BioShock Infinite is not quite perfect. There are some slight pacing issues towards the latter portion of the game and a slightly jarring segment that does not quite fit with the rest. The checkpoint system is also disappointing and a proper save function, akin to the previous titles would have been far more welcome. Finally, there are some minor graphical and gameplay glitches here and there though they are generally so few and far between not to make any significant impact. Bear in mind, these are general nitpicks and nothing that cannot be overlooked in the grander scheme.

Fundamentally, BioShock Infinite is incredible. It is an amazing single-player experience that redefines how narrative and gameplay interact. With a beautiful, artfully realised setting, believable and involving characters and refined, rewarding gameplay there is virtually nothing to fault. The biggest limitation is the very fact that it ends and the sadness that comes with the realisation that you can never play it for the first time again. BioShock Infinite is precisely what gaming should be about: the experience. Undoubtedly this is a title that will go down in history as one of the greats. Play this game.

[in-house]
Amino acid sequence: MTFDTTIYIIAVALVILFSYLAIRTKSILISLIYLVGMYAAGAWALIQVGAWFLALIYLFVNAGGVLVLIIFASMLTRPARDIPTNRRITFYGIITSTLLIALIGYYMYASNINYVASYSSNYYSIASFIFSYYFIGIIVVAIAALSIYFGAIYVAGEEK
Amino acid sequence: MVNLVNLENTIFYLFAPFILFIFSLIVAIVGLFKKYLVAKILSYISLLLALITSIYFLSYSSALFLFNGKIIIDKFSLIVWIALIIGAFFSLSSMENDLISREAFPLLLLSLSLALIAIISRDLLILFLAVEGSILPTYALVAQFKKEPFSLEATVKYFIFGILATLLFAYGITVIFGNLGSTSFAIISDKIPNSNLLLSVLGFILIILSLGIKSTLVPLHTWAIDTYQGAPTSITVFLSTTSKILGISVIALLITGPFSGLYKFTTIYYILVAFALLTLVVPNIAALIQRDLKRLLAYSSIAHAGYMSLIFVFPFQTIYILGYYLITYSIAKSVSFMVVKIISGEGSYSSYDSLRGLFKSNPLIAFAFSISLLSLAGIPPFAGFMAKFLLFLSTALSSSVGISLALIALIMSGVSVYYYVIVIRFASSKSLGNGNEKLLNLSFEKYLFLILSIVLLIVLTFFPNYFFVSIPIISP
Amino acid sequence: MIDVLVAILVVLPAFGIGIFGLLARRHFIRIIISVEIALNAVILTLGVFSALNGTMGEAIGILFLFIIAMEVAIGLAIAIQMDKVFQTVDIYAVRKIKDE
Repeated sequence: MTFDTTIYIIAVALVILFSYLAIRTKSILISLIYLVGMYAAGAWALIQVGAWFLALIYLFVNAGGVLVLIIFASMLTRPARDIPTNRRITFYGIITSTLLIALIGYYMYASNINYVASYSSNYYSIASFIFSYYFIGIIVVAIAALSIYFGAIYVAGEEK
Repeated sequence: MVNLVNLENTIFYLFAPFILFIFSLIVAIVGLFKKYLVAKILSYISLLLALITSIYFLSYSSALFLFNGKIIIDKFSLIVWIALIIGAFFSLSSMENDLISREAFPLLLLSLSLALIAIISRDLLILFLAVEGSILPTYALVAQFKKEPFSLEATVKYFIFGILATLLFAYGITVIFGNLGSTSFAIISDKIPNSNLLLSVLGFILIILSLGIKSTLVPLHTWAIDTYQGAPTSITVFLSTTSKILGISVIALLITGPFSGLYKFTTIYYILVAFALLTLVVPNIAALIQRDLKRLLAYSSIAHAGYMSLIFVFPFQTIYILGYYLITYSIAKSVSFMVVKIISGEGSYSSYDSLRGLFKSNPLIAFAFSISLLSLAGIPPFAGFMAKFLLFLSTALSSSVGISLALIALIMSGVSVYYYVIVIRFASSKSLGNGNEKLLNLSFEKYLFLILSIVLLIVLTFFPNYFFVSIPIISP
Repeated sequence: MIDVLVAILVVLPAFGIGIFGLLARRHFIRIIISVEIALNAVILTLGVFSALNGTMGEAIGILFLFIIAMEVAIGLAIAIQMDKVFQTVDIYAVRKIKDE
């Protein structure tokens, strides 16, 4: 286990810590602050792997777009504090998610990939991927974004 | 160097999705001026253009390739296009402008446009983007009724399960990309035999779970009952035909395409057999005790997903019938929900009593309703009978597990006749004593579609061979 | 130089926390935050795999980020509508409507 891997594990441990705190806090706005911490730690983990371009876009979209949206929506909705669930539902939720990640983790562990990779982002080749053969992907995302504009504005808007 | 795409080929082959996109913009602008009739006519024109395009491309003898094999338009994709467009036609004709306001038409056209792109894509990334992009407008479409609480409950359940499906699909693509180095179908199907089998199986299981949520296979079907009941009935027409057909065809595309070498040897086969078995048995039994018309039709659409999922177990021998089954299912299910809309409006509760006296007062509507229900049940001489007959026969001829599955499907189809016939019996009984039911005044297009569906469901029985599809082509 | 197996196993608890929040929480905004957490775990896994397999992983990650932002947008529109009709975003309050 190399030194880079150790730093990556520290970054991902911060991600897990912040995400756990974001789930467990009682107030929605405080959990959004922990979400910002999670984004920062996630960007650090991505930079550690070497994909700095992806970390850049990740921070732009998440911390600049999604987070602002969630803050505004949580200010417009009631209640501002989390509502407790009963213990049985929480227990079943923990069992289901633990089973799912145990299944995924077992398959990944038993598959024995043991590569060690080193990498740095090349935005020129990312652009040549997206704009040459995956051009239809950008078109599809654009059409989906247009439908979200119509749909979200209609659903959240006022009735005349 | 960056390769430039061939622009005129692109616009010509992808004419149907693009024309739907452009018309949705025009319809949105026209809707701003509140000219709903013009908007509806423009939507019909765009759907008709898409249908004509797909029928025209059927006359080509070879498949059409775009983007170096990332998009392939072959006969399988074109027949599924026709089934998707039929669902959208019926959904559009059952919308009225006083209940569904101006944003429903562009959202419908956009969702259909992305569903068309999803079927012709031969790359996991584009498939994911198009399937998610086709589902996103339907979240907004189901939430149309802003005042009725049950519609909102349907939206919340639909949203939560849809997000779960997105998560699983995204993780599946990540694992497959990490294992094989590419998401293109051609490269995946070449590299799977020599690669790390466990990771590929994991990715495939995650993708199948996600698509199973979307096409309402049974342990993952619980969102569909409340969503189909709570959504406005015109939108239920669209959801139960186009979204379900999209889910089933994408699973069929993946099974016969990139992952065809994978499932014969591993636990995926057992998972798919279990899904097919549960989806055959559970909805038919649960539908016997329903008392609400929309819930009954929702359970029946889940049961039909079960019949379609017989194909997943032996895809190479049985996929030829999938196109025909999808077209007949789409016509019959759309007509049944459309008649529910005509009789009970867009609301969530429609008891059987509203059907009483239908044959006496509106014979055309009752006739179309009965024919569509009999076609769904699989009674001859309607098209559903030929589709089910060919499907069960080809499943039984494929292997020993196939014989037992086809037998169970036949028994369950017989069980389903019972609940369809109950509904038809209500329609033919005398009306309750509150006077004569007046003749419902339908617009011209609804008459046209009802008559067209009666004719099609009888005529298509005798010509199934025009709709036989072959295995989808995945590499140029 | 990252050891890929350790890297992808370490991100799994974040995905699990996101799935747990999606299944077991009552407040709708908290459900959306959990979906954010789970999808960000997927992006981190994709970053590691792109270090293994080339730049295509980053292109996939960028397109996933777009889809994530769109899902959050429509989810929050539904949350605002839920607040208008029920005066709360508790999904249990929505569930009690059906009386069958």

10.00/10 10

BioShock Infinite (Reviewed on Windows)

Outstanding. Why do you not have this game already?

Every few years a game will come along that leaves you breathless: a title so incredible that it leaves you desperately searching for how to describe it in a manner that does it justice. BioShock Infinite is such a game. In fact describing it as a "game" is unfair, it is more of an experience as it immerses you in one of the richest and most vibrant locations ever seen.

This game was supplied by the publisher or relevant PR company for the purposes of review
Christopher Wakefield

Christopher Wakefield